Japanese curry is pretty simple to make. Just pick your favorite roux, add meat and vegetables and that’s it! But, much like other comfort foods from around the world, Japanese curry isn’t limited to just one recipe. Each person has their own individual way of making it, right down to the specific way they cut their veggies or how long to cook the curry for. And even if the same curry roux is used, the taste may vary from family to family, as people use their favorite secret ingredients to give their curry a unique taste.
We’ve seen some strange curry ingredients before, like matcha and sakura petals, but surely these are just trendy ingredients to attract foodies, right? Regular Japanese households don’t use such unorthodox ingredients… right?
A survey by Japanese lifestyle portal Kufura asked 437 Japanese women what secret ingredient they used in their curry, and the top ten results were posted.
5. Soy sauce
Perhaps not so surprising, soy sauce was the fifth most popular response. Proponents said they liked how it shifted the flavor balance from spicy to rich, and also how it added a traditional Japanese taste to the dish.
Another pretty orthodox ingredient, garlic, comes in at number four. Because this is a ranking of “secret ingredients” though, respondents aren’t tossing in whole cloves and eating them like the large chunks of potato or carrot you find in Japanese curry. Instead, the trick is to grate the garlic before it goes into the pot, so that it melts into the roux.
Yes, a surprising number of respondents (36) said they added chocolate to their curry. Dark chocolate was favoured over milk, in order to give the flavor extra depth without making it sugary sweet.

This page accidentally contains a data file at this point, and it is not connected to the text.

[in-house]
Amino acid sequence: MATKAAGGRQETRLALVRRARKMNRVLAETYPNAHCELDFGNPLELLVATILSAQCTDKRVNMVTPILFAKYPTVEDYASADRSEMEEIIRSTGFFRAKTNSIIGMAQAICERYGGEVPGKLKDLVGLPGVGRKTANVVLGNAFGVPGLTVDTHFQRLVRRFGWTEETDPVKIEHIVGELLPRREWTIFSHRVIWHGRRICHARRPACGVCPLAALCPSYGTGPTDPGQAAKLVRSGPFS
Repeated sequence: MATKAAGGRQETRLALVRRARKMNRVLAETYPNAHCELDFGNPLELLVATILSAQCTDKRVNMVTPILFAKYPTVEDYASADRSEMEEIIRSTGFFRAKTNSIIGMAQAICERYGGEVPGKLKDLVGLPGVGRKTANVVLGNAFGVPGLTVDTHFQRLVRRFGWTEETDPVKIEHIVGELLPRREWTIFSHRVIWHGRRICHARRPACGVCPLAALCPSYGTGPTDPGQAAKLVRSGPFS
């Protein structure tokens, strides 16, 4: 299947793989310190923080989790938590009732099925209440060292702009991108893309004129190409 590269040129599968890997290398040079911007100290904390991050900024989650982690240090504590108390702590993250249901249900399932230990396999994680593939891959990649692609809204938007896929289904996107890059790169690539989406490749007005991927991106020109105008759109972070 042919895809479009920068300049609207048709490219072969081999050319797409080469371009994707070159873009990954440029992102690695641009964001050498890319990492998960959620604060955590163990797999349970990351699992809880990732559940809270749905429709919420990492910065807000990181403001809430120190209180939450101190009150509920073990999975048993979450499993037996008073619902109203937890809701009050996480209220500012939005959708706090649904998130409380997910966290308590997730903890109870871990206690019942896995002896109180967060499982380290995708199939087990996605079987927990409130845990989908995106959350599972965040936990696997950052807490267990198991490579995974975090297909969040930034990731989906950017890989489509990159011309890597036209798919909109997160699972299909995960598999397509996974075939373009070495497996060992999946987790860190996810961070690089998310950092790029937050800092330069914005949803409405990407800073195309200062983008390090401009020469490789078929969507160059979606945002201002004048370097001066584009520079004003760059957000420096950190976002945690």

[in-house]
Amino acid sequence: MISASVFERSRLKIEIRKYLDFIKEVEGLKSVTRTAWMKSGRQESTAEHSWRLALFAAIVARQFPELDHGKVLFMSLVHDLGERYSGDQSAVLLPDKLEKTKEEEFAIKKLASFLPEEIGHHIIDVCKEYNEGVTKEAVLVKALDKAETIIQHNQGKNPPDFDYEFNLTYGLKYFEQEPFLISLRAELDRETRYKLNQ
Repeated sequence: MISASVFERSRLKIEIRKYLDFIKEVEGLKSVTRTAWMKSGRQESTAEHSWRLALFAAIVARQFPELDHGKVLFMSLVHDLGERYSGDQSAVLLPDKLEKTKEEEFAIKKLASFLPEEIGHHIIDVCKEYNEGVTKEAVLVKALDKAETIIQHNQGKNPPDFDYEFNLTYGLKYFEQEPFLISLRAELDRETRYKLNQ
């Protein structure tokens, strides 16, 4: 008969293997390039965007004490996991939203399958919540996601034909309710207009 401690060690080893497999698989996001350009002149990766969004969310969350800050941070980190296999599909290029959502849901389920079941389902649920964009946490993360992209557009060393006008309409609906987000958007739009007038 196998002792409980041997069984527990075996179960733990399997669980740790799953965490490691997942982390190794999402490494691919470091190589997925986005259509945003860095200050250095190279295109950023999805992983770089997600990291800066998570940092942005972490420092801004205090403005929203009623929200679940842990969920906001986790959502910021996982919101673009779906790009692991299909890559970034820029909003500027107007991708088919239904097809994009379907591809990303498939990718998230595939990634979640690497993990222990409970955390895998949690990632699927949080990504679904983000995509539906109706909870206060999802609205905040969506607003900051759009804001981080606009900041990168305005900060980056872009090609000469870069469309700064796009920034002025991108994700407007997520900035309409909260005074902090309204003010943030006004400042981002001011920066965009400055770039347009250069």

2. Worcestershire sauce
Ketchup made an appearance in the top ten, but the second most popular secret ingredient was what’s simply called “sosu” in Japanese, a savory liquid seasoning most similar to Worcestershire sauce. Because the sauce itself is made up of a mixture of various spices, it can added to curry to enhance the flavor without overpowering the roux’s inherent taste.
1. Instant coffee
Taking the top spot in the secret ingredients was instant coffee, for those who want a sweet caffeine hit with their meal. With Japanese curry already representing spicy, salty, and sweet notes pretty strongly, the addition of a bitter element really makes for a complete, maturely sophisticated eating experience for fans.
The top 10 most popular responses have a couple of unusual ingredients in there, but other less common but equally unusual answers included Calpis (“It gives the curry a refreshing taste,”) and leftover jam (“It’s eco-friendly,”). Equally, a number of respondents replied that they didn’t use any secret ingredient at all, preferring to enjoy the taste of the roux on its own.
Next time you make yourself some Japanese curry, why not try one of these ingredients for yourself? You might end up discovering your new favorite flavor. Just… whatever you do, don’t call it katsu curry unless there’s some actual breaded cutlets on the top.
Source: Kufura via Yahoo! Japan News via Jin
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